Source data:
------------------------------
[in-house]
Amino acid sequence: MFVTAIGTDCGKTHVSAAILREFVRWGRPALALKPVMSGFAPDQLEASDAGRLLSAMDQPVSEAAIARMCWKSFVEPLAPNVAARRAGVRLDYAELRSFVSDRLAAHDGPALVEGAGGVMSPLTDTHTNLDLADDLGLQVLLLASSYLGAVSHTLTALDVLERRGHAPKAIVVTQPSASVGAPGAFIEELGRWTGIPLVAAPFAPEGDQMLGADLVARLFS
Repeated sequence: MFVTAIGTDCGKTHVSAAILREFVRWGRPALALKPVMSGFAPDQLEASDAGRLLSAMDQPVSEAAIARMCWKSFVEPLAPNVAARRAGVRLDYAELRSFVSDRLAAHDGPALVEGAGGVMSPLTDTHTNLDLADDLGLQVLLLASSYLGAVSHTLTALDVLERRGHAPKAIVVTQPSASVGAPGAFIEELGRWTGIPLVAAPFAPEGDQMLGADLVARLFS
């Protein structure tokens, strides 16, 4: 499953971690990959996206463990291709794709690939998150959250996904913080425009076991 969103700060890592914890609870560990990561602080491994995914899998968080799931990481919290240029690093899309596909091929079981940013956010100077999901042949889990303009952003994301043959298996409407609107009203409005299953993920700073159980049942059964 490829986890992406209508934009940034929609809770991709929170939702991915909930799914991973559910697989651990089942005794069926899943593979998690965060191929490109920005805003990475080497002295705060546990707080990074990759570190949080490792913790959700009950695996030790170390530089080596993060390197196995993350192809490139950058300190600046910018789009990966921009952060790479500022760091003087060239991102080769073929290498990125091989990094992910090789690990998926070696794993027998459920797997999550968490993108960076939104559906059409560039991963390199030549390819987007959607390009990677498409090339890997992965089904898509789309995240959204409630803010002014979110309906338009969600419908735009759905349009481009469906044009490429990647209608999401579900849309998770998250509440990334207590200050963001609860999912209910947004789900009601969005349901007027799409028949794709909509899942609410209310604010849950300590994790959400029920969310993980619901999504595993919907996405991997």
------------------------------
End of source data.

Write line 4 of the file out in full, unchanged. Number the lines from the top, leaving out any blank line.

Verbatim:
């Protein structure tokens, strides 16, 4: 499953971690990959996206463990291709794709690939998150959250996904913080425009076991 969103700060890592914890609870560990990561602080491994995914899998968080799931990481919290240029690093899309596909091929079981940013956010100077999901042949889990303009952003994301043959298996409407609107009203409005299953993920700073159980049942059964 490829986890992406209508934009940034929609809770991709929170939702991915909930799914991973559910697989651990089942005794069926899943593979998690965060191929490109920005805003990475080497002295705060546990707080990074990759570190949080490792913790959700009950695996030790170390530089080596993060390197196995993350192809490139950058300190600046910018789009990966921009952060790479500022760091003087060239991102080769073929290498990125091989990094992910090789690990998926070696794993027998459920797997999550968490993108960076939104559906059409560039991963390199030549390819987007959607390009990677498409090339890997992965089904898509789309995240959204409630803010002014979110309906338009969600419908735009759905349009481009469906044009490429990647209608999401579900849309998770998250509440990334207590200050963001609860999912209910947004789900009601969005349901007027799409028949794709909509899942609410209310604010849950300590994790959400029920969310993980619901999504595993919907996405991997």